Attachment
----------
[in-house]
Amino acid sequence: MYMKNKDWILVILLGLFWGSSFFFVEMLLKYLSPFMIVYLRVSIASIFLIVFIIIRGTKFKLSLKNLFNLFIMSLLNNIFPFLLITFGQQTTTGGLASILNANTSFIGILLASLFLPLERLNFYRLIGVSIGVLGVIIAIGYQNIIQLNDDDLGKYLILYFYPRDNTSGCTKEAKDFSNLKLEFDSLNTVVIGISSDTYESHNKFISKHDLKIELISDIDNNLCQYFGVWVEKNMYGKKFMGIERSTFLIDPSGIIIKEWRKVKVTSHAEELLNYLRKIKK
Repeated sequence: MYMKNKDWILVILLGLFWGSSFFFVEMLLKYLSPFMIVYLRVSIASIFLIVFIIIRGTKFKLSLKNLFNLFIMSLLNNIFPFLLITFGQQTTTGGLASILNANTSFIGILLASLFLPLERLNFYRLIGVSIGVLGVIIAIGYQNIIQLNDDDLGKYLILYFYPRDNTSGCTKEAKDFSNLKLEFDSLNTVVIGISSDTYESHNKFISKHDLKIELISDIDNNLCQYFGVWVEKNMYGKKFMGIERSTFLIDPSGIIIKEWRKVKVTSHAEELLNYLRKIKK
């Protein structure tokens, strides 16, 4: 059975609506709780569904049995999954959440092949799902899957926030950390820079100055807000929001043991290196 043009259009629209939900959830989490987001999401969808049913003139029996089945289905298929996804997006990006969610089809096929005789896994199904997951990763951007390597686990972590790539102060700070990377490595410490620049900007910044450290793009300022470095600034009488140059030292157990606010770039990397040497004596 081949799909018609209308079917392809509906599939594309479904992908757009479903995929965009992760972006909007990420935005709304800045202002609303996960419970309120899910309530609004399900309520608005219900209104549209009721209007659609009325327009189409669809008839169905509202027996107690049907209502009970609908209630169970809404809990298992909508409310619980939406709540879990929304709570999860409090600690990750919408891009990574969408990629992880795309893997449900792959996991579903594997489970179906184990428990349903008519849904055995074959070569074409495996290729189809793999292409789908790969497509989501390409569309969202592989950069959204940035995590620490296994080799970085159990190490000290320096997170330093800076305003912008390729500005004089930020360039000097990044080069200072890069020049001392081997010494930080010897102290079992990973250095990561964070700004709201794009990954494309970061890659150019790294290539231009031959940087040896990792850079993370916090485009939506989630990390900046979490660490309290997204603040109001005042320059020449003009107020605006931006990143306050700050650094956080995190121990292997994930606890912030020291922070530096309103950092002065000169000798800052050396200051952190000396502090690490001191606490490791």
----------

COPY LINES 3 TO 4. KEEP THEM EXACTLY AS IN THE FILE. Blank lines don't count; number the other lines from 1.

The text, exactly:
Repeated sequence: MYMKNKDWILVILLGLFWGSSFFFVEMLLKYLSPFMIVYLRVSIASIFLIVFIIIRGTKFKLSLKNLFNLFIMSLLNNIFPFLLITFGQQTTTGGLASILNANTSFIGILLASLFLPLERLNFYRLIGVSIGVLGVIIAIGYQNIIQLNDDDLGKYLILYFYPRDNTSGCTKEAKDFSNLKLEFDSLNTVVIGISSDTYESHNKFISKHDLKIELISDIDNNLCQYFGVWVEKNMYGKKFMGIERSTFLIDPSGIIIKEWRKVKVTSHAEELLNYLRKIKK
């Protein structure tokens, strides 16, 4: 059975609506709780569904049995999954959440092949799902899957926030950390820079100055807000929001043991290196 043009259009629209939900959830989490987001999401969808049913003139029996089945289905298929996804997006990006969610089809096929005789896994199904997951990763951007390597686990972590790539102060700070990377490595410490620049900007910044450290793009300022470095600034009488140059030292157990606010770039990397040497004596 081949799909018609209308079917392809509906599939594309479904992908757009479903995929965009992760972006909007990420935005709304800045202002609303996960419970309120899910309530609004399900309520608005219900209104549209009721209007659609009325327009189409669809008839169905509202027996107690049907209502009970609908209630169970809404809990298992909508409310619980939406709540879990929304709570999860409090600690990750919408891009990574969408990629992880795309893997449900792959996991579903594997489970179906184990428990349903008519849904055995074959070569074409495996290729189809793999292409789908790969497509989501390409569309969202592989950069959204940035995590620490296994080799970085159990190490000290320096997170330093800076305003912008390729500005004089930020360039000097990044080069200072890069020049001392081997010494930080010897102290079992990973250095990561964070700004709201794009990954494309970061890659150019790294290539231009031959940087040896990792850079993370916090485009939506989630990390900046979490660490309290997204603040109001005042320059020449003009107020605006931006990143306050700050650094956080995190121990292997994930606890912030020291922070530096309103950092002065000169000798800052050396200051952190000396502090690490001191606490490791």